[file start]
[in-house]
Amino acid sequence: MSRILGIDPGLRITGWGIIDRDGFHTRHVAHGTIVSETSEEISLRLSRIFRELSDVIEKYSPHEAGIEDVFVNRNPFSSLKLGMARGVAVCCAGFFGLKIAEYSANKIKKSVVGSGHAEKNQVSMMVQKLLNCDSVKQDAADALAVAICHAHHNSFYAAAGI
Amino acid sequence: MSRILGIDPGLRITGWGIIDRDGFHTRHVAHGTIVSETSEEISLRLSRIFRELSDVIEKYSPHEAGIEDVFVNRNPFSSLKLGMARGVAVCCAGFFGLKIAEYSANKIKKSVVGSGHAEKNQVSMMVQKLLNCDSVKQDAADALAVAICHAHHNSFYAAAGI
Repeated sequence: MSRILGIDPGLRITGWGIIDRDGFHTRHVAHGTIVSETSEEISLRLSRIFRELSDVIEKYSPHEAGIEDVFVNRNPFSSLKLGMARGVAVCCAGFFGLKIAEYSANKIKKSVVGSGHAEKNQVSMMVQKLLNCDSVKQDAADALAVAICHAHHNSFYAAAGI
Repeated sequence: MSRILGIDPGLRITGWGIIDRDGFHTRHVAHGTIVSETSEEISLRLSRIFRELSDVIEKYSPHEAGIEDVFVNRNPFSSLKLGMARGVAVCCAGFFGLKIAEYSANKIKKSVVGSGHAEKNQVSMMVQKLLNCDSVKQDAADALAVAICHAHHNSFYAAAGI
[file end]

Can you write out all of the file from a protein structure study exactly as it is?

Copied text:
[in-house]
Amino acid sequence: MSRILGIDPGLRITGWGIIDRDGFHTRHVAHGTIVSETSEEISLRLSRIFRELSDVIEKYSPHEAGIEDVFVNRNPFSSLKLGMARGVAVCCAGFFGLKIAEYSANKIKKSVVGSGHAEKNQVSMMVQKLLNCDSVKQDAADALAVAICHAHHNSFYAAAGI
Amino acid sequence: MSRILGIDPGLRITGWGIIDRDGFHTRHVAHGTIVSETSEEISLRLSRIFRELSDVIEKYSPHEAGIEDVFVNRNPFSSLKLGMARGVAVCCAGFFGLKIAEYSANKIKKSVVGSGHAEKNQVSMMVQKLLNCDSVKQDAADALAVAICHAHHNSFYAAAGI
Repeated sequence: MSRILGIDPGLRITGWGIIDRDGFHTRHVAHGTIVSETSEEISLRLSRIFRELSDVIEKYSPHEAGIEDVFVNRNPFSSLKLGMARGVAVCCAGFFGLKIAEYSANKIKKSVVGSGHAEKNQVSMMVQKLLNCDSVKQDAADALAVAICHAHHNSFYAAAGI
Repeated sequence: MSRILGIDPGLRITGWGIIDRDGFHTRHVAHGTIVSETSEEISLRLSRIFRELSDVIEKYSPHEAGIEDVFVNRNPFSSLKLGMARGVAVCCAGFFGLKIAEYSANKIKKSVVGSGHAEKNQVSMMVQKLLNCDSVKQDAADALAVAICHAHHNSFYAAAGI